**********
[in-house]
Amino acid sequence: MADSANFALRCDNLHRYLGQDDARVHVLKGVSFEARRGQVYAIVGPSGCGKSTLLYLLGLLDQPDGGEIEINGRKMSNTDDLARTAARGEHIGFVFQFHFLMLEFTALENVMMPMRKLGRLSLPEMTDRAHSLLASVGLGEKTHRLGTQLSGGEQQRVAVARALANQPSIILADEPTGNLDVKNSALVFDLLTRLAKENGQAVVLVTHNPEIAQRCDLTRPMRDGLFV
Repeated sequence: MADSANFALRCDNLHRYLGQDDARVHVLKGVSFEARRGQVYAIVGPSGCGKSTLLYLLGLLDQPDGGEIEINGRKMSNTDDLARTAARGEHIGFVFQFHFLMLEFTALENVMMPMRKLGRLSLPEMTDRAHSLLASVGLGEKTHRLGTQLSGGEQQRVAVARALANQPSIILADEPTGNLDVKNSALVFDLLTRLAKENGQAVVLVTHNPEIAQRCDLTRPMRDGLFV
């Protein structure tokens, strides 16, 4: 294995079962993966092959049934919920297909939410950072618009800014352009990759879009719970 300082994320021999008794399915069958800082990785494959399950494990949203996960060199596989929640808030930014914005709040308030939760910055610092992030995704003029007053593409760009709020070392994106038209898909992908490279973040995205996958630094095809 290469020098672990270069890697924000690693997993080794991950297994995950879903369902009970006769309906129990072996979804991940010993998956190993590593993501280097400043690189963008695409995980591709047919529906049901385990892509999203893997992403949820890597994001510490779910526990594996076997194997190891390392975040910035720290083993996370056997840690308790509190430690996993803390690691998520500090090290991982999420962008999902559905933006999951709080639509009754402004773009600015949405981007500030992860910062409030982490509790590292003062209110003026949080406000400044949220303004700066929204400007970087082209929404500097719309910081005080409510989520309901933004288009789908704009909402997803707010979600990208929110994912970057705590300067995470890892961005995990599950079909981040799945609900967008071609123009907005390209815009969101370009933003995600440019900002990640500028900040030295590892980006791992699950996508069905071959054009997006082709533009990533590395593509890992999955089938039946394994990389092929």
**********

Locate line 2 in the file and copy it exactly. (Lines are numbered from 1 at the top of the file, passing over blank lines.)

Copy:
Amino acid sequence: MADSANFALRCDNLHRYLGQDDARVHVLKGVSFEARRGQVYAIVGPSGCGKSTLLYLLGLLDQPDGGEIEINGRKMSNTDDLARTAARGEHIGFVFQFHFLMLEFTALENVMMPMRKLGRLSLPEMTDRAHSLLASVGLGEKTHRLGTQLSGGEQQRVAVARALANQPSIILADEPTGNLDVKNSALVFDLLTRLAKENGQAVVLVTHNPEIAQRCDLTRPMRDGLFV